Or do you not know that the unrighteous will not inherit the kingdom of God? Do not be deceived: neither the sexually immoral, nor idolaters, nor adulterers, nor men who practice homosexuality, nor thieves, nor the greedy, nor drunkards, nor revilers, nor swindlers will inherit the kingdom of God. And such were some of you. But you were washed, you were sanctified, you were justified in the name of the Lord Jesus Christ and by the Spirit of our God. (1 Cor. 6:9–11, emphasis added)

This or that sin may well have defined our lives. Perhaps it was who we were. Even so, it’s no longer who we are.

When the New Testament calls us to holiness, it’s calling us to be who we now are. If I am who I am in Christ, then holiness—not sinfulness—is truest to who I am in the deepest core of my being. However deep sinful feelings may go, the new love and life I have in Christ goes deeper still. Sin goes against the grain of my true self; therefore, pursuing Christ is the most “true to self” I can ever be.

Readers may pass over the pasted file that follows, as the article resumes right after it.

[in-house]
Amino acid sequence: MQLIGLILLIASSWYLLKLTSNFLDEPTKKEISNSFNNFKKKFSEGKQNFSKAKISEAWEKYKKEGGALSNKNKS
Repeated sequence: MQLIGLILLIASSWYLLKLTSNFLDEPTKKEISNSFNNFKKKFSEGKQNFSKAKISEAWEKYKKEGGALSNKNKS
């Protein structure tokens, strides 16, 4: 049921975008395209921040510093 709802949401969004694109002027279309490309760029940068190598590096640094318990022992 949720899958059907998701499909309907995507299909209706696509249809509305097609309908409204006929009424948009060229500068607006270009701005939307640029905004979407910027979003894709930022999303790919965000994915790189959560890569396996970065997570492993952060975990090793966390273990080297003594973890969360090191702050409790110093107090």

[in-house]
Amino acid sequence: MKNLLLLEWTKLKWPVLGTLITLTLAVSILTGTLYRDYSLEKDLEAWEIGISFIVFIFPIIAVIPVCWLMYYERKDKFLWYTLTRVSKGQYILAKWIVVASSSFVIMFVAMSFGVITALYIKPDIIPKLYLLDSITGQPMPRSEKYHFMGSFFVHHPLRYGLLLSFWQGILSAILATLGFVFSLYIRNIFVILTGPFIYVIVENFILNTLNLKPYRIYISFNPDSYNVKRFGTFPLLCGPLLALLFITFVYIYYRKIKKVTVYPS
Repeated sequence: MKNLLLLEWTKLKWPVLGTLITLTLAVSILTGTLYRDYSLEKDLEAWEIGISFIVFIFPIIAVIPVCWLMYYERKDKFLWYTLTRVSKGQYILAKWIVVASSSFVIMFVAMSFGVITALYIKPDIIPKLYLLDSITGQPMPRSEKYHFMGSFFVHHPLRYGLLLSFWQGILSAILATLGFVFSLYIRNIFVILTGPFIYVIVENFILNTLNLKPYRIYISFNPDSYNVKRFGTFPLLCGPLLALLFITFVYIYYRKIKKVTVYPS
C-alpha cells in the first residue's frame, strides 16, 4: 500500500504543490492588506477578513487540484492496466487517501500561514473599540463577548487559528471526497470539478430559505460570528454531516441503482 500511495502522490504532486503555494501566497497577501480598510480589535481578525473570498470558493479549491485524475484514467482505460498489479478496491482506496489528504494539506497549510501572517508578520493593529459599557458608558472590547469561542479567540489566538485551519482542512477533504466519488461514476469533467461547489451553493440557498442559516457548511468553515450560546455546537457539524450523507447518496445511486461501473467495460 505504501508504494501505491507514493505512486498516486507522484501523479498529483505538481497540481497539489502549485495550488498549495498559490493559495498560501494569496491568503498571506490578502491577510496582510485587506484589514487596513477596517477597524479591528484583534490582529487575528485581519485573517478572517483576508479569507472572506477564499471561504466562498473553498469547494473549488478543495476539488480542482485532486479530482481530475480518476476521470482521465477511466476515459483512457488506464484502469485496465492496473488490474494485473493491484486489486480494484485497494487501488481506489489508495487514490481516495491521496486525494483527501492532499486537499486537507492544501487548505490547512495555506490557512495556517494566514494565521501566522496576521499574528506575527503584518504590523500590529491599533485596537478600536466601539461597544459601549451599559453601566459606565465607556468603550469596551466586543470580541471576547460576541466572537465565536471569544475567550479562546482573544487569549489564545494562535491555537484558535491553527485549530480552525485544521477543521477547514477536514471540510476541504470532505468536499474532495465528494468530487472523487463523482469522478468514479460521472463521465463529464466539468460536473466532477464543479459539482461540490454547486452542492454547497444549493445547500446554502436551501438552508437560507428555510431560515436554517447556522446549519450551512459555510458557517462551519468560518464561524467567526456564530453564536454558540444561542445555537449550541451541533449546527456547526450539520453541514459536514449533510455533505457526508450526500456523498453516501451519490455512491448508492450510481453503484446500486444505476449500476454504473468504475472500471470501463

I write this as someone who has wrestled with homosexual temptation his whole Christian life. It defined my affections and feelings for so many years. At times it still exerts a powerful gravitational pull on my life. But while it may describe some of my temptations, it isn’t who I am. Indulging such feelings is never being true to myself as I now am in Christ.

Danger of Getting It Backward

What is most true of believers is never going to be an aspect of our sinful natures. If we get this backward, though, we’ll never feel that we have the power to live like Christ.

Attempting Christian ethics with an unchristian identity produces an unstable compound. We need to reform our identity in order to live out our ethics, or else we will give up the fight for holiness as we cling, well-meaning but deceived, to “who we really are.”